13 of 20 people found the following review helpful
Essential purchase for hardcore gamers . . . someday,
This review is from: Nintendo Wii U Pro Controller - Black (Video Game)
The Wii had a reputation (not entirely justified) about only being for casual gamers, and supposedly Nintendo is positioning the Wii U to regain that lost market share with more third party titles. Now, admittedly, this analyzation is oversimplifying matters; sure, the Wii had lots of casual party titles, but over the course of its six year lifespan there were some remarkably deep game titles, many of them exclusive. Likewise, the Wii missed out on several heavy hitting titles that appeared on the PS3 and XBOX360, in part due to the radically different control schemes.
I believe this controller is part of Nintendo's strategy to court those third party developers. Yes, with the Wii's motion controllers and the Wii U's Gamepad (which is a perfect fit for the tablet-driven gaming we are so prominently seeing), Nintendo has unique, innovative control schemes that you just don't see in other consoles. At least, not at launch anyway. Sure, Microsoft introduced Kinect, but years after Nintendo showed the gaming community and Grandma what motion control gaming is all about.
For those 3rd party developers who want to publish their games on the Wii U, but want to minimize production and development costs by leveraging already existing content available on other platforms to a similar controller configuration, this controller is a Godsend. Part of the attraction of the Wii U is the Gamepad, and I'm sure the bigger companies will work their magic with the Gamepad.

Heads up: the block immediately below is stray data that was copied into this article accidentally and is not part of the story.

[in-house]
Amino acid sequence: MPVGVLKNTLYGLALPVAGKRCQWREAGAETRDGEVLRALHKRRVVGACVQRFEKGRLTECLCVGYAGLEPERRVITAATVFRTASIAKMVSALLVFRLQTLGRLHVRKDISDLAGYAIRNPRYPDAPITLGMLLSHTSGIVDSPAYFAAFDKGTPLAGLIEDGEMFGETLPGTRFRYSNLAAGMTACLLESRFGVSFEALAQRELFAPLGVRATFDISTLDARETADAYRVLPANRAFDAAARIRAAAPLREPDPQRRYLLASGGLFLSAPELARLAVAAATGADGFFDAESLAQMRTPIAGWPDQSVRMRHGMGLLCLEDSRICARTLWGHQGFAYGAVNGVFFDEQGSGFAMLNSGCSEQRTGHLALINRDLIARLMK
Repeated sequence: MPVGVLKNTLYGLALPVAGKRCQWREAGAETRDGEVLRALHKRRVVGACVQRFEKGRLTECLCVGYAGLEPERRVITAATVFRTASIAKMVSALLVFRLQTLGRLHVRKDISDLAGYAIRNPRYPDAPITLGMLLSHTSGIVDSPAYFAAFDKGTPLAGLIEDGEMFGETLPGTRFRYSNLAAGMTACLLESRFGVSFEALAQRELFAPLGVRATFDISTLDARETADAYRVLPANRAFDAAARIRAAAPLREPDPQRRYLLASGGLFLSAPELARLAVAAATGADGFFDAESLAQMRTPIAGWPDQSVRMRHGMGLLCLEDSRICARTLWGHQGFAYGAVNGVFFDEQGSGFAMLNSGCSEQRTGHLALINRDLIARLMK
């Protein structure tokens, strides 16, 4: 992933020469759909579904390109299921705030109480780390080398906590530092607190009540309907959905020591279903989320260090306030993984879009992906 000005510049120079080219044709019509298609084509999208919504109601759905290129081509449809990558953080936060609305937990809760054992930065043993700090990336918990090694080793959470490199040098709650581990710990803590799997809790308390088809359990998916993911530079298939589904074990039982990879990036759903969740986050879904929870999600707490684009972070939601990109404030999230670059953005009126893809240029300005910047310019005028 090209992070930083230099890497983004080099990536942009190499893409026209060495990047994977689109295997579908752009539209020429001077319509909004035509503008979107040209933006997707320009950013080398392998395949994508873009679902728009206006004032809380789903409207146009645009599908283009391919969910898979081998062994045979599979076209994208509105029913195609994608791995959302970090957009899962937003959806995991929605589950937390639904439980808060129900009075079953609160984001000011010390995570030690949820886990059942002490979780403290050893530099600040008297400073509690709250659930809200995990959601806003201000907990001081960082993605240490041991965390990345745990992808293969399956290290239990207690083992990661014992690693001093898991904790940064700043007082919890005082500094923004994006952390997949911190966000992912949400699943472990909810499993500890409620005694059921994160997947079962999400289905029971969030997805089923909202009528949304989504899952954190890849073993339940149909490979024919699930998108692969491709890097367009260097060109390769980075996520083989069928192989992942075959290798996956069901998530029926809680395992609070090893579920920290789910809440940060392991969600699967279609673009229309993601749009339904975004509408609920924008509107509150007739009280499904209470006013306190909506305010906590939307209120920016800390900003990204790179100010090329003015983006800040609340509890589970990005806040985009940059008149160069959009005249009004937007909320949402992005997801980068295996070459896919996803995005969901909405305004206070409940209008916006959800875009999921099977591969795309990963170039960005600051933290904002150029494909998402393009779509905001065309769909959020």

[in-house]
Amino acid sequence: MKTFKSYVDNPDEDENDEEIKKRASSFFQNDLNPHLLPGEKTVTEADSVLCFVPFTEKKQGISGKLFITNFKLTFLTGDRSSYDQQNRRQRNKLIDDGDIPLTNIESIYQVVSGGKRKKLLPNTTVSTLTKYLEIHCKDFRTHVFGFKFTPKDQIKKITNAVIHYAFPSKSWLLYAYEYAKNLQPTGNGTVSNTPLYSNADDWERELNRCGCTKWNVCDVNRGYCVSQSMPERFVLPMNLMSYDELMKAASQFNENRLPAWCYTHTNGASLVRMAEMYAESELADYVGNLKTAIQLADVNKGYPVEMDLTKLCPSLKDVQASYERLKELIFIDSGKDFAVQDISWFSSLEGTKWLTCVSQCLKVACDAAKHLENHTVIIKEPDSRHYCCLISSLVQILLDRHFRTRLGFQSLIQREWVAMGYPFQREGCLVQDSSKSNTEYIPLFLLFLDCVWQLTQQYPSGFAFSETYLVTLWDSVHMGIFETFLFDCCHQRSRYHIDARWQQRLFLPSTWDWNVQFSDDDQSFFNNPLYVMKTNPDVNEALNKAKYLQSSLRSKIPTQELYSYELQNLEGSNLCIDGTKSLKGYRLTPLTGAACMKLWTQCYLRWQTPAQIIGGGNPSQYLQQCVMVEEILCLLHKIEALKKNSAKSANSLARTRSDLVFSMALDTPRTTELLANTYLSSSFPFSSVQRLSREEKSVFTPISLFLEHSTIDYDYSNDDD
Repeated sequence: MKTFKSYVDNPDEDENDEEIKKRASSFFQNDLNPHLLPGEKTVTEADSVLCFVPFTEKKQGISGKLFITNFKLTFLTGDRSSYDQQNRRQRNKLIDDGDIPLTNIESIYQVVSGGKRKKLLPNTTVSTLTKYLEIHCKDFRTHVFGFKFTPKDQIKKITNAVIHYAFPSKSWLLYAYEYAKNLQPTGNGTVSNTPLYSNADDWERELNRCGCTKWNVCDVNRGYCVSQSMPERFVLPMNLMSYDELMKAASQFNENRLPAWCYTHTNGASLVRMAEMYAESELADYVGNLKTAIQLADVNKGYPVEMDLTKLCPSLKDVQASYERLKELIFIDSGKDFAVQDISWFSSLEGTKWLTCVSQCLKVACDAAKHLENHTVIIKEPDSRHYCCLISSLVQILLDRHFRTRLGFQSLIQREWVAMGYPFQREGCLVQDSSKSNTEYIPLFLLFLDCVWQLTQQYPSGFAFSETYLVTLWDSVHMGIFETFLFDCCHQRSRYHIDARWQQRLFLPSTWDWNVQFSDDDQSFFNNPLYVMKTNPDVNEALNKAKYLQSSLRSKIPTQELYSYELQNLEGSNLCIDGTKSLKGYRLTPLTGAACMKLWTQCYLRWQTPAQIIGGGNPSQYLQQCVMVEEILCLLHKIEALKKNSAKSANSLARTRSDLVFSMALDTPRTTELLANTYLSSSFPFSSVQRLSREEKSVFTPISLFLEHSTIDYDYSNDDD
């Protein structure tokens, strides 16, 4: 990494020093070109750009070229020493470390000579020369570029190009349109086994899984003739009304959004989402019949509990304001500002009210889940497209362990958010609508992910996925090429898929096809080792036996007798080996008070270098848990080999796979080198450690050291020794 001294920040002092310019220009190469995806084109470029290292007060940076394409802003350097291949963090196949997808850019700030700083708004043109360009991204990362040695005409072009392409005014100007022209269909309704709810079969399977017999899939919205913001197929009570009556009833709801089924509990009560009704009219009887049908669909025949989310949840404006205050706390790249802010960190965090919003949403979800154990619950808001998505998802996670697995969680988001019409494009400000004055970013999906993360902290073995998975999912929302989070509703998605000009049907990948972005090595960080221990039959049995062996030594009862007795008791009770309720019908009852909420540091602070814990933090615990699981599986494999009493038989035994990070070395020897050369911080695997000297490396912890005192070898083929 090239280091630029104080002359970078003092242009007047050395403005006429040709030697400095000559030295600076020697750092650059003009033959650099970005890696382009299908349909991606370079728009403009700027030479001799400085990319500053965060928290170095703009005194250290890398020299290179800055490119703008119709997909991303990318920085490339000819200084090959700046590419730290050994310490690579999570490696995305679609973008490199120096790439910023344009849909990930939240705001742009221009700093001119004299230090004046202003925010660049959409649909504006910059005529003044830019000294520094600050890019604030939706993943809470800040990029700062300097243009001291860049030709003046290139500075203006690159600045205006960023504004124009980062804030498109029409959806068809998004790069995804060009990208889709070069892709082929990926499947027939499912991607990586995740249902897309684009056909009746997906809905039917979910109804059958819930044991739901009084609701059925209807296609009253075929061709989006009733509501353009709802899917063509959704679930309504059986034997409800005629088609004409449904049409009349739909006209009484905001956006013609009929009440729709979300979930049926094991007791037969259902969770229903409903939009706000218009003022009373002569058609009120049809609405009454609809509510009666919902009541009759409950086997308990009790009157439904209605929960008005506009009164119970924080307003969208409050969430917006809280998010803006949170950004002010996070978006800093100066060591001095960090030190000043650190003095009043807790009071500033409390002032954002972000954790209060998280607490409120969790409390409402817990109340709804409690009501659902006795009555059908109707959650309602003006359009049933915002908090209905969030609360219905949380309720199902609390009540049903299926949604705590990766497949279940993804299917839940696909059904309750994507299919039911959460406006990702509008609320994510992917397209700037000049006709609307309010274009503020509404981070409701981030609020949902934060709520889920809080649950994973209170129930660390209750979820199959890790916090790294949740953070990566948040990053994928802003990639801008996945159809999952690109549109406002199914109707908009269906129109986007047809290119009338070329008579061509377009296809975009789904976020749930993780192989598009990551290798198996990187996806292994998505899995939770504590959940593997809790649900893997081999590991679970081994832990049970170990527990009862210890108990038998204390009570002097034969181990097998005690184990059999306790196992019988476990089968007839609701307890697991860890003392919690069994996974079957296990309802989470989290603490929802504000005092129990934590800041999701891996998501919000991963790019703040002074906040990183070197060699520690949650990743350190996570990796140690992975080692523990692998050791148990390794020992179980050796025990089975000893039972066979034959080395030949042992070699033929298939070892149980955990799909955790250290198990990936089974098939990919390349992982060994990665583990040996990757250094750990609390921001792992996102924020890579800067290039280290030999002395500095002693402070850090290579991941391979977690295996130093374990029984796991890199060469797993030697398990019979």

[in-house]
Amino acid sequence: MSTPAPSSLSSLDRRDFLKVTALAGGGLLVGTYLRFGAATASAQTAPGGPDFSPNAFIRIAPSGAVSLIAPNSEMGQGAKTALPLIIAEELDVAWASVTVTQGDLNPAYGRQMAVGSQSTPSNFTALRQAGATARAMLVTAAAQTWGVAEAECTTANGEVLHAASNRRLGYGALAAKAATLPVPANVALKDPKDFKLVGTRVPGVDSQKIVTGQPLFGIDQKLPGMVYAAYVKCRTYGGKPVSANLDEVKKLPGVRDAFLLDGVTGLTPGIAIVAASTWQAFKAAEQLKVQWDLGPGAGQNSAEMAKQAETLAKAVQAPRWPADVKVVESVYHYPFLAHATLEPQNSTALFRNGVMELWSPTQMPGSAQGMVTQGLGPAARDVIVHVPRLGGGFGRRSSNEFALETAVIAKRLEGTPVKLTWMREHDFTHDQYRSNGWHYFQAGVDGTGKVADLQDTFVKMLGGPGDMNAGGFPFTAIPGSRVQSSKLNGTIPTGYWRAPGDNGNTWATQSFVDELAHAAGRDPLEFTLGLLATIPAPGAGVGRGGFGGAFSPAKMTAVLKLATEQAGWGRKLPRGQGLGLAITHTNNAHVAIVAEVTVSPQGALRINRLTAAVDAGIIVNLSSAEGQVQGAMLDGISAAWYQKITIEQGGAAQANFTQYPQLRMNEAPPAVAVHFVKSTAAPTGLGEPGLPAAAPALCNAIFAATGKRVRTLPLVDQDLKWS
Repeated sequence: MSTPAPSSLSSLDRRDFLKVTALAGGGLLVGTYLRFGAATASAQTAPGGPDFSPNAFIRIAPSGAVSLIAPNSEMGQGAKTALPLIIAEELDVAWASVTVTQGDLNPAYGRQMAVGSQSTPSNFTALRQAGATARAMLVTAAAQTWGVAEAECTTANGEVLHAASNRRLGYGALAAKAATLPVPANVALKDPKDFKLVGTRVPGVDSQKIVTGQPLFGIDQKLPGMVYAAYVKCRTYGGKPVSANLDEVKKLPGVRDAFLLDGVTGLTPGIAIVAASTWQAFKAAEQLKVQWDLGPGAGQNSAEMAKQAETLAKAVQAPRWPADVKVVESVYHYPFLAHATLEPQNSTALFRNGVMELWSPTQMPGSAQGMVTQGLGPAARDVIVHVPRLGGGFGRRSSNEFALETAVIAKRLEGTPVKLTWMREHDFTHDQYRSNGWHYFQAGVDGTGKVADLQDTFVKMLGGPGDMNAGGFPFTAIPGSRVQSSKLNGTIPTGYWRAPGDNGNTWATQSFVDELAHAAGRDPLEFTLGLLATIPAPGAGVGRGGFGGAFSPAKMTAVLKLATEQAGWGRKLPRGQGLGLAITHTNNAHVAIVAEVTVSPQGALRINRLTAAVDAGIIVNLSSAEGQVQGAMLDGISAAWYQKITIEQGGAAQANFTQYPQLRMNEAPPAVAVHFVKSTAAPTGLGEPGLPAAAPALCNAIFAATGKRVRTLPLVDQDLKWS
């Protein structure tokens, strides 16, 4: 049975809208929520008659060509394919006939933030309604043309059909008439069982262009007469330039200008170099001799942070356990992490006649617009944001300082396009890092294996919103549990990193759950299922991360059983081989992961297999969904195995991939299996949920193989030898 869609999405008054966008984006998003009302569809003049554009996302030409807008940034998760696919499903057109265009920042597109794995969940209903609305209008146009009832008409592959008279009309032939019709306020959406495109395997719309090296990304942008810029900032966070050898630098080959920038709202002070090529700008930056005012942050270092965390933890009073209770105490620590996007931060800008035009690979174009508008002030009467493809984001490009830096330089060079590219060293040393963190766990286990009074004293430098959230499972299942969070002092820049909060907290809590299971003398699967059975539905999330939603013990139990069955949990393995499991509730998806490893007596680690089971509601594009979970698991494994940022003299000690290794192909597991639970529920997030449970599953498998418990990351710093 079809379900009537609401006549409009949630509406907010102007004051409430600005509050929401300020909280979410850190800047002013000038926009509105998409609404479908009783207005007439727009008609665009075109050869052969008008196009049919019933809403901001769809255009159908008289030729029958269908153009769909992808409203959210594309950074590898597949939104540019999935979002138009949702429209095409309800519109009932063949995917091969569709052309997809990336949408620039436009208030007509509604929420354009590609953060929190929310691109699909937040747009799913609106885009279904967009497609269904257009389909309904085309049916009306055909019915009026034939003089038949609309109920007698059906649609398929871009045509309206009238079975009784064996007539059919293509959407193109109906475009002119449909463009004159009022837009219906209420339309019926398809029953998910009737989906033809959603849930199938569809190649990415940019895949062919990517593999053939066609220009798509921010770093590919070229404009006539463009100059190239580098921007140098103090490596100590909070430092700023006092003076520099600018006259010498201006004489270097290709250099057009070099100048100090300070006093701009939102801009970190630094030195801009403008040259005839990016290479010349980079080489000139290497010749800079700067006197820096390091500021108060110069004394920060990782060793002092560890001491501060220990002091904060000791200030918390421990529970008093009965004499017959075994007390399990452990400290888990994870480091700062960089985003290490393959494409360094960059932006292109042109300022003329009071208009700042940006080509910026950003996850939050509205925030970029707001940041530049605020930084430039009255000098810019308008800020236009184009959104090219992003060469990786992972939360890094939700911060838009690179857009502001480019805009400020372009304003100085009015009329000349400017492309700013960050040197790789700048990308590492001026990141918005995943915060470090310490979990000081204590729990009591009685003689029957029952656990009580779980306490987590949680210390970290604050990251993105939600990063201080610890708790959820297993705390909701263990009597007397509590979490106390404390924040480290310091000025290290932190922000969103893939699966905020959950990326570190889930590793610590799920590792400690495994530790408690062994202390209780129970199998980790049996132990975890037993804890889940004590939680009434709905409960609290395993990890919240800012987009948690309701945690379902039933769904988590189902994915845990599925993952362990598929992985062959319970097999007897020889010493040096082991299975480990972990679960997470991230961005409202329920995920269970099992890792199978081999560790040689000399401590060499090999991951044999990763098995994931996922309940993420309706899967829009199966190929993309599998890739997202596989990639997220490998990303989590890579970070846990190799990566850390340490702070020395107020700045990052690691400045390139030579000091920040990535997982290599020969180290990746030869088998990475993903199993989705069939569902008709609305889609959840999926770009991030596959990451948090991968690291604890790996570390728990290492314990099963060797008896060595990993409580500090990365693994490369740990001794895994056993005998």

But lets face the truth: there will be several multi-platform franchises that the developers will be able to ease production costs by utilizing the Pro Controller. Due to the similarities of controllers on the other two platforms made publishing them in a multisystem environment much easier; with the Wii there were design challenges based on the controls that simply are not present on the other two systems.
For Nintendo's own IPs, of course they want us to use the Wiimote and the Gamepad. No, the Pro Controller does not work with "New Super Mario Bros. U" and "Nintendoland", but then again, the Pro Controller is really for 3rd party developers.
Those who complain this controller doesn't work with Mario and Nintendoland are totall missing the point. Both titles were built from the ground up with the Gamepad and motion controls in mind. I'm sure Nintendo will publish games compatible with this controller; after all, it's their own hardware. However, Nintendo's real concentration is the Gamepad and Mario and Nintendoland are their premier examples of what can be done with this new tablet controller..
As far as battery life, ergonomics, etc, everything checks out fantastically. The controller comes with a long USB charging cable. Ergonomically all the buttons are easily within reach, and feels like an updated, wireless XBOX 360 controller. There are dual anaologues, a D pad, start, select, a home button, and a power button, along with four buttons on the top of the controller.